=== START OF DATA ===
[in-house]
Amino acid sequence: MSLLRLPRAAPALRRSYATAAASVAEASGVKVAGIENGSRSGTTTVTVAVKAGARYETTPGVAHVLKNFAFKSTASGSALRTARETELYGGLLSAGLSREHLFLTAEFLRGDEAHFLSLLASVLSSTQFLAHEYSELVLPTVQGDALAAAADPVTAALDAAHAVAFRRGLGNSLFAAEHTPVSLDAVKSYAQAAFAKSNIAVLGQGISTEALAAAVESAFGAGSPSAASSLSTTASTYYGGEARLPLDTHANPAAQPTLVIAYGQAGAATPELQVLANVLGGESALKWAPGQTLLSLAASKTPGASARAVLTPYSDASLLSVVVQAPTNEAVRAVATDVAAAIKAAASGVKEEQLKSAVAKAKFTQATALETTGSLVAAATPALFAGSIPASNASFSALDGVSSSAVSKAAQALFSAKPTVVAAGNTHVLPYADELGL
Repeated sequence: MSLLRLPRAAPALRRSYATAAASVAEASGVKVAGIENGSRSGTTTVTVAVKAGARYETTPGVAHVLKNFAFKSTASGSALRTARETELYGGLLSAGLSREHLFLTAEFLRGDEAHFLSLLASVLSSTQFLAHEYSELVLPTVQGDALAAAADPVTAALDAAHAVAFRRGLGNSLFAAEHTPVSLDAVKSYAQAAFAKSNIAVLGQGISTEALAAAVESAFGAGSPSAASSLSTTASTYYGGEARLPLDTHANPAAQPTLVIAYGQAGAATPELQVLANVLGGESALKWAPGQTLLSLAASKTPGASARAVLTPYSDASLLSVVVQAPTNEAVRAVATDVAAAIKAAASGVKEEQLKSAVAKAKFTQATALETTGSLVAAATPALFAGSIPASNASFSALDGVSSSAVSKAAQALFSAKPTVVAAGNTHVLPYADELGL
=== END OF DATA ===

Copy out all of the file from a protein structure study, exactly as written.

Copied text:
[in-house]
Amino acid sequence: MSLLRLPRAAPALRRSYATAAASVAEASGVKVAGIENGSRSGTTTVTVAVKAGARYETTPGVAHVLKNFAFKSTASGSALRTARETELYGGLLSAGLSREHLFLTAEFLRGDEAHFLSLLASVLSSTQFLAHEYSELVLPTVQGDALAAAADPVTAALDAAHAVAFRRGLGNSLFAAEHTPVSLDAVKSYAQAAFAKSNIAVLGQGISTEALAAAVESAFGAGSPSAASSLSTTASTYYGGEARLPLDTHANPAAQPTLVIAYGQAGAATPELQVLANVLGGESALKWAPGQTLLSLAASKTPGASARAVLTPYSDASLLSVVVQAPTNEAVRAVATDVAAAIKAAASGVKEEQLKSAVAKAKFTQATALETTGSLVAAATPALFAGSIPASNASFSALDGVSSSAVSKAAQALFSAKPTVVAAGNTHVLPYADELGL
Repeated sequence: MSLLRLPRAAPALRRSYATAAASVAEASGVKVAGIENGSRSGTTTVTVAVKAGARYETTPGVAHVLKNFAFKSTASGSALRTARETELYGGLLSAGLSREHLFLTAEFLRGDEAHFLSLLASVLSSTQFLAHEYSELVLPTVQGDALAAAADPVTAALDAAHAVAFRRGLGNSLFAAEHTPVSLDAVKSYAQAAFAKSNIAVLGQGISTEALAAAVESAFGAGSPSAASSLSTTASTYYGGEARLPLDTHANPAAQPTLVIAYGQAGAATPELQVLANVLGGESALKWAPGQTLLSLAASKTPGASARAVLTPYSDASLLSVVVQAPTNEAVRAVATDVAAAIKAAASGVKEEQLKSAVAKAKFTQATALETTGSLVAAATPALFAGSIPASNASFSALDGVSSSAVSKAAQALFSAKPTVVAAGNTHVLPYADELGL